I have horrible news -- two planes crashed into the World Trade Center! One crashed into one tower, and then 18 minutes later, a second crashed into the other tower. It is a horrible scene...
-- George Carter, e-mail to the aidsact listserv at 9:42 a.m. on Tuesday, Sept. 11
I remember hearing a Whooomph! sound. I heard someone say that it was de
-- Randy Noak, an HIVer who worked at Merrill Lynch, across the street from the WTC
I went to St. Vincent’s at noon on Tuesday and saw the long line of eager blood donors and knew I could not be one -- nor could any gay man, positive or negative.
-- Greg Lugliani, HIVer, writer
As I watched people deal with the aftermath, I realized that I have been dealing with my own personal massacre for a decade. I lost so many and have been so deeply buried in grief that it became a second skin. The difference is that now it is the whole country coming together in grief -- acceptable grief.
-- River Huston, HIVer, poet
I’ve heard from fi
-- Eric Rofes, author/activist
I have been sensing emotional echoes of the worst days of the AIDS crisis. The randomness and violence of the attacks -- though external -- echoes the randomness and violence of HIV infection. The mass of New Yorkers vanishing in their prime. Unable to process the reality of an environment of such devastating loss, we wander the world in search of people who are “missing.” It goes on...
-- David Drake, playwright, actor
When skyscrapers collapse and bury thousands, then we watch, we remember, we mourn. Does it follow that now is not the time to remember so many other acts of brutality? I have a duty to remember the bipartisan politicians who wouldn’t set foot near the AIDS Quilt even when it was on their doorsteps, and I mourn the thousands who die daily of AIDS in places without camera crews.
-- Scott Tucker, HIVer, author/activist
For those of us who’ve lived through the devastation of AIDS, there’s nothing new about the “life can never be the same” attitude. We already know about life on the edge and about the importance of cherishing the freedoms we have with a vengeance. Like the attacks, AIDS changed the rules, and seemed inordinately evil, but the survivors emerged more tightly organized and bonded than ever before.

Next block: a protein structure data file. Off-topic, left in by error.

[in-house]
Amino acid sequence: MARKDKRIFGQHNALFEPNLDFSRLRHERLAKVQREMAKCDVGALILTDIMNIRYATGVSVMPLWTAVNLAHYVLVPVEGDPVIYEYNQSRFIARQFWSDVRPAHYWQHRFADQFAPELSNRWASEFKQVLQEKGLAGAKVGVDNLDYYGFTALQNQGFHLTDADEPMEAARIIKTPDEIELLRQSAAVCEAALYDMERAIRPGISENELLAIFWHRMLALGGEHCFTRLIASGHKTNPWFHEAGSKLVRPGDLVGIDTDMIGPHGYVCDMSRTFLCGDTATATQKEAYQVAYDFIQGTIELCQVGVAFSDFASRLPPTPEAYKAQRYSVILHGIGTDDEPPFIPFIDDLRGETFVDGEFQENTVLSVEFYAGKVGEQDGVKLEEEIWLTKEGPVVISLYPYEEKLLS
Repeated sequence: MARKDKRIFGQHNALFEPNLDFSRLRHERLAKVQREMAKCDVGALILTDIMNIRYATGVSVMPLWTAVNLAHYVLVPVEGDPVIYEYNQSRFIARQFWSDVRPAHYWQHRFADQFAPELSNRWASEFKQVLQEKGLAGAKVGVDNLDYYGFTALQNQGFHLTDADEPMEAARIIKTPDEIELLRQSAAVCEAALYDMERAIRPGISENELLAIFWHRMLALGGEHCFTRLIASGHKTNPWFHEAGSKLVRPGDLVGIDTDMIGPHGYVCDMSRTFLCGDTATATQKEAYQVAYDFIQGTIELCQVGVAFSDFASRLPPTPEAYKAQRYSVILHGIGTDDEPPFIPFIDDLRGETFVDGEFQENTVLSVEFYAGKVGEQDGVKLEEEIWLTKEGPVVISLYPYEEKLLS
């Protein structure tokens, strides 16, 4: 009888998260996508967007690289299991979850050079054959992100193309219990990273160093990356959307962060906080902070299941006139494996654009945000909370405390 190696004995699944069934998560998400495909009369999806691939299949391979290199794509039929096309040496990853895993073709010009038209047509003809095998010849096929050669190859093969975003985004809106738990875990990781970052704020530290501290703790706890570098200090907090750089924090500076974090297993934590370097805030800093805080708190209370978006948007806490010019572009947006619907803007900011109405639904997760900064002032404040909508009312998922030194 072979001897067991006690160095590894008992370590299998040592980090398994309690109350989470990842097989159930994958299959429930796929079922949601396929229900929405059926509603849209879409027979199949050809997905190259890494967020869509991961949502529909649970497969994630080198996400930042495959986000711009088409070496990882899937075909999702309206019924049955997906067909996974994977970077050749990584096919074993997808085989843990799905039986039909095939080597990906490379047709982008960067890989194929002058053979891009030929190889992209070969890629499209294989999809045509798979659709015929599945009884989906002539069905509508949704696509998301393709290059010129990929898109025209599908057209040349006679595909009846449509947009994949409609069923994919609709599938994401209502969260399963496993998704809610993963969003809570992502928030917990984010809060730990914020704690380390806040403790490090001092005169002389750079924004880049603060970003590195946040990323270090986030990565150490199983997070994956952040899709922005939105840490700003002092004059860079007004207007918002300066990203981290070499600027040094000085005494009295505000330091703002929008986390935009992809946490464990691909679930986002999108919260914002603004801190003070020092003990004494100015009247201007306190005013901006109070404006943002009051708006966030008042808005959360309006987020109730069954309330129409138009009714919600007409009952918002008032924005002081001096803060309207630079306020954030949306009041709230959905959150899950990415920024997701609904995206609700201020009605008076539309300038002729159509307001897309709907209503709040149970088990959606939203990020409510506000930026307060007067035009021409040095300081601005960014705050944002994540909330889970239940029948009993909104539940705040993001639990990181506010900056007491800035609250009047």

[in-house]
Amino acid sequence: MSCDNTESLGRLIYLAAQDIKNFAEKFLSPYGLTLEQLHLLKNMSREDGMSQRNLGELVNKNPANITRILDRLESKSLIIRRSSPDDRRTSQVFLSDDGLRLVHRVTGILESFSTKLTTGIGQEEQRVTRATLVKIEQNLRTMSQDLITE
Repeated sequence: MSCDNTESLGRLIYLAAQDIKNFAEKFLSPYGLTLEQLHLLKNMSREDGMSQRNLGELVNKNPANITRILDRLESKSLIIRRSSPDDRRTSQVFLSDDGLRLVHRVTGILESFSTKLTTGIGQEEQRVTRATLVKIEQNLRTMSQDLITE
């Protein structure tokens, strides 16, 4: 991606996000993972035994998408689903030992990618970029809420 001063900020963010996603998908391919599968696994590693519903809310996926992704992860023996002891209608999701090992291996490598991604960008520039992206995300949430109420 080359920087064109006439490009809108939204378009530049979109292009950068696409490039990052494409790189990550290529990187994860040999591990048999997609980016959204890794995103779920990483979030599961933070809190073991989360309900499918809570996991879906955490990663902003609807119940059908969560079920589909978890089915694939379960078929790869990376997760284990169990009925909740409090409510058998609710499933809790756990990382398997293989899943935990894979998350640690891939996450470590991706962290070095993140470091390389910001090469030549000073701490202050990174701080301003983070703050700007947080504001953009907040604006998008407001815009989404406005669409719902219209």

-- Michael Musto, writer
The idea that we have lost our innocence is incredibly arrogant. I hold my own government directly responsible for the death of each and every one of my friends who died of AIDS, and so to me America is far from an innocent victim. If the U.S. government can kill its own citizens with such callous disregard, what hypocrisy it takes for President Bush to trumpet his jingoistic bullshit about America being attacked because it’s a democracy! Osama bin Laden’s organization probably runs on more democratic principles than the United fucking States of America.
-- Patrick Califia, writer
I felt patriotism for the fi
-- Tony Valenzuela, HIVer, writer/activist
No one can say when or if terrorists will strike next. The uncertainty gnaws at us. The uncertain fate of thousands of Americans lost in the rubble of the twin towers and the Pentagon haunted their families and friends for days on end. When one of the possible outcomes is death, uncertainty sucks. It’s with great sadness that I say, “Welcome to my world, America.”
-- Joe Dee, HIVer, reporter